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September 19, 2003 - Image 114

Resource type:
The Detroit Jewish News, 2003-09-19

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Arts is Life


Favorite recipes for the holidays are awaited

with great anticipation.

Special to the Jewish News

rom my experience, many of
the best Rosh Hashanah
recipes don't come from fancy
cookbooks. More often than
not, they come from family and friends
who. prepare wonderful meals that have
guests exclaiming, "I want that recipe."
So it's no surprise that local cooks have
collected some of their favorites and are
only too happy to share them with Jewish
News readers.
Among these are dishes handed down
through generations with names like
"Renee's Aunt Helen's Noodle Kugel" or
"Taigas Chicken."
"Diane's Noodle Kugel" was a recipe
that Diane read to me from a worn, food
stained, recipe card — a sign she has
made this kugel time and again.
Still other recipes are difficult to trans-
late. Sandra Schechter of Beverly Hills
said her mother cooked "shittza aline" —
throwing in a little of this and a little of
that into her unwritten recipes.
Some of the best "other" recipes come
from food packages. Barbara Wallace of
Huntington Woods found her favorite
lemon pound cake recipe on a package of
cake flour.
No matter where they came from,
these beloved concoctions are the small
treasures families have come to expect
and await, with great anticipation, each
holiday season. As Sandra Schechter
explained, "They're good for the kishkes."
And what could be better than that?

Diane Mondly Bloomfield Hills
This recipe is unusual in that it's not
made with noodles (many kugels are
made from different ingredients). It's like
an apple cake, really, but perfect as a side
for whatever you're cooking.
4 large eggs
2 cans (about 15 oz.) Comstock or
Thank-You brand sliced apples,
1/3 cup melted butter or margarine
1 1/3 cups flour
1 1/2 cups sugar
1/4 t. salt


. 102

1/4 cup (1/2 stick) melted butter or
1 cup crushed corn flake cereal
1 t. ground cinnamon
Preheat oven to 350E Spray a 9x13-
inch baking dish with non-stick cooking
spray or grease it well. Set aside.
Beat eggs lightly and stir in the
undrained apple slices. Stir in the butter,
flour, sugar and salt and mix well.
Transfer the mixture to the prepared bak-
ing dish. Set aside.
Make the topping: combine all topping
ingredients in a medium bowl and stir
well. Crumble the topping over the kugel
and bake, uncovered, for one hour, until
the top is golden and the kugel is set.
Cool before cutting the kugel into
squares. Serve hot or warm. Makes about
15-20 servings.

Leslie Stein, West Bloomfield
1 package fine egg noodles (about 10
4 T. butter, softened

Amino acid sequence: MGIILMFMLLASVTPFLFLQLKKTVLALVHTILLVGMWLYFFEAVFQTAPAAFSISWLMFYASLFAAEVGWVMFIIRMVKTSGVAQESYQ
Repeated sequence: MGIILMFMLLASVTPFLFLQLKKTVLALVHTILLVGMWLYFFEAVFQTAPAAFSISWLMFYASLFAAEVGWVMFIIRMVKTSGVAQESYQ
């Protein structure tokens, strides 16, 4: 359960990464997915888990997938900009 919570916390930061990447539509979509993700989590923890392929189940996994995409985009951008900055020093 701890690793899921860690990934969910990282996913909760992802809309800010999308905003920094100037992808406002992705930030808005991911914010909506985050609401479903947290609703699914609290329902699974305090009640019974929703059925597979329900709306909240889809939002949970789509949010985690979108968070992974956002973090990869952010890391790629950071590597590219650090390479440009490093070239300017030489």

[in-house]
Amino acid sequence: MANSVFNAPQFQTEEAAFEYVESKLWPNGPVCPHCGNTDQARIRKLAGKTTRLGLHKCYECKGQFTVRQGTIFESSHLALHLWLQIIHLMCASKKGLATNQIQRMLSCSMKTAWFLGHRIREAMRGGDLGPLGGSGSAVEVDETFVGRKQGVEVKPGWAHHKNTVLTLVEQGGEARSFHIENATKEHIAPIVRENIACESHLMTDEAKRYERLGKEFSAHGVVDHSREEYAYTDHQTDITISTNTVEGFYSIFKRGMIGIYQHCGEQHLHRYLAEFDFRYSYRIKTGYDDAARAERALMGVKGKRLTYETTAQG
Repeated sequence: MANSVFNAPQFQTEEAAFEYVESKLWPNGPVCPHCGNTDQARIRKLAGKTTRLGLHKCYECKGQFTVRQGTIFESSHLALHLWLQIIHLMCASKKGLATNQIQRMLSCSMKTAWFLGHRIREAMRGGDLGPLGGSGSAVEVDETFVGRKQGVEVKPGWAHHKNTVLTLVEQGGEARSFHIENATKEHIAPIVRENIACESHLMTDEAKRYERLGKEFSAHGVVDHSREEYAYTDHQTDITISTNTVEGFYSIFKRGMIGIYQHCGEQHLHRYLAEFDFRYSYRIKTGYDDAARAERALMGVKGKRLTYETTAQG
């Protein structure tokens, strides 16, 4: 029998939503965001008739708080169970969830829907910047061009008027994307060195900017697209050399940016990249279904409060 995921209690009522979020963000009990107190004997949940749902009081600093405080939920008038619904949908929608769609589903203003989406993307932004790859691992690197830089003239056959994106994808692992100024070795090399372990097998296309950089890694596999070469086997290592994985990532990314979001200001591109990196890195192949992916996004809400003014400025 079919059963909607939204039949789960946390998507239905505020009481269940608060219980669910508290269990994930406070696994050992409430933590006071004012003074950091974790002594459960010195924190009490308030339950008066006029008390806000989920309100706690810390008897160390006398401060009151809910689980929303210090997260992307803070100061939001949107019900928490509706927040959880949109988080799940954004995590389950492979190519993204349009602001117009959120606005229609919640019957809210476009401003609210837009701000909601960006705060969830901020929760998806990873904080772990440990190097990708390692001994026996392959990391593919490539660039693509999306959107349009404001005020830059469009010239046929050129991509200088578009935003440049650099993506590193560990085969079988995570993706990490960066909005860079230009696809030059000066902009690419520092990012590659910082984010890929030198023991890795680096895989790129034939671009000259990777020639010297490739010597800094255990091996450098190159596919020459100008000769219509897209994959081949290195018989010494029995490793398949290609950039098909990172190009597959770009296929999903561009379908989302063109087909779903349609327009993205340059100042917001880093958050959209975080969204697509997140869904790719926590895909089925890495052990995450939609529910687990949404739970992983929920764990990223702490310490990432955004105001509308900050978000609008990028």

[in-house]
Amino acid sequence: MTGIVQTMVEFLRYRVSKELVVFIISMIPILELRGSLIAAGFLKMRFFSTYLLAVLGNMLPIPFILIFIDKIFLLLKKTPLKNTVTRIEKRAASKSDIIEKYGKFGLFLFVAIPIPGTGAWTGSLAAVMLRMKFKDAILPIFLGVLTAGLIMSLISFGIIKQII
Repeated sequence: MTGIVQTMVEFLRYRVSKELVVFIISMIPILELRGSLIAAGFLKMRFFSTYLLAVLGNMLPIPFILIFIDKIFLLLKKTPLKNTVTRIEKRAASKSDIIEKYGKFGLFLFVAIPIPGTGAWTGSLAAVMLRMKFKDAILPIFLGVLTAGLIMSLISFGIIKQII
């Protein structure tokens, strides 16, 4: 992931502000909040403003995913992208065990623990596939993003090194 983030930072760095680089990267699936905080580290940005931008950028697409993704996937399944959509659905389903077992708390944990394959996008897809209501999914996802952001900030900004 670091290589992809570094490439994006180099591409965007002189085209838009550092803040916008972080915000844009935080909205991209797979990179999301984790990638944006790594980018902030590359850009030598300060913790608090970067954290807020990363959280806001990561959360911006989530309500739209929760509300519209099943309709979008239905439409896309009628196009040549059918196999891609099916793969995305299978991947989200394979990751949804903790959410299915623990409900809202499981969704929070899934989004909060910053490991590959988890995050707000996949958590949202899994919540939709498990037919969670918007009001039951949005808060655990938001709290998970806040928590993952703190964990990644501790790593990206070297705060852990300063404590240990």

8 oz. cream cheese
1/2 cup sugar
1/2 t salt

8 oz. apricot nectar
lcup milk
1 t. vanilla extract

3 large eggs
2 cups crumbled cornflakes (do not use
comflake crumbs)
1/2 cup sugar
6 T butter, melted
Preheat oven to 325E Spray a 9x13-
inch baking dish with non-stick cooking
spray. Set aside.
Cook noodles according to package
directions and drain well (do not rinse).
While the noodles are cooking, cream
the butter, cream cheese, sugar and salt in
a large bowl with an electric mixer. Mix
in the apricot nectar, milk, vanilla and
eggs. Add the drained noodles and stir
well. Transfer the mixture to the prepared
Make the topping combine all topping
ingredients in a medium bowl and stir
well. Crumble the topping over the kugel
and bake, uncovered, for one hour, until
the top is golden and the kugel is set.
Cool the kugel 10 minutes or more
before cutting into squares. Serve hot or
warm. Makes about 15-20 servings.

Sandra Schechter, Beverly Hills
Sandra chops the onions, celery and car-
rots in a food processor and finds that the
finer they're chopped, the better —
almost ground rather than chopped.
2 cups finely chopped onions
2 celery stalks, finely chopped
2 carrots (about 1/2 pound), finely
2 large carrots (about 3/4 pound)
2 whole fryers (about 2 1/2 pounds
each), cut into 8 pieces each
1 large garlic dove, minced
1 t. garlic powder
1 1/2 t. salt
1 1/2 t. paprika
1/2 t. pepper
1/2 cup water, plus more as needed
Preheat oven to 425E Mix the vegeta-
bles together and spread over the bottom
of a large roasting pan with lid. Sprinkle
the seasonings over the chicken pieces
and, using your hands, "rub" them well
over and around the chicken pieces.
Arrange the chicken on the bed of veg-
etables in the roasting pan. Pour 1/2 cup
of water around the chicken. Place the
cover on the roasting pan and roast for
30 minutes.
Reduce heat to 350F and roast the
chicken, covered, for one hour more,
adding additional water if the vegetables
begin to dry out (they should always be
Serve the chicken hot with the juices
and vegetables as "gravy," adding more
salt and pepper if needed. Makes 8-12
Note: You may also add large pieces of
carrots, celery, halved small onions and
potatoes to the chicken during the last
hour of cooking and serve them as a veg-
etable, surrounding the chicken or in a
separate serving dish.

Selma Bremen, Bingham Farms
1 challah (about 1 pound), sliced

3 large eggs

1 large Idaho potato (about 1/2 to 2/3
2 cups grated or finely chopped onions
3 stalks celery, finely chopped

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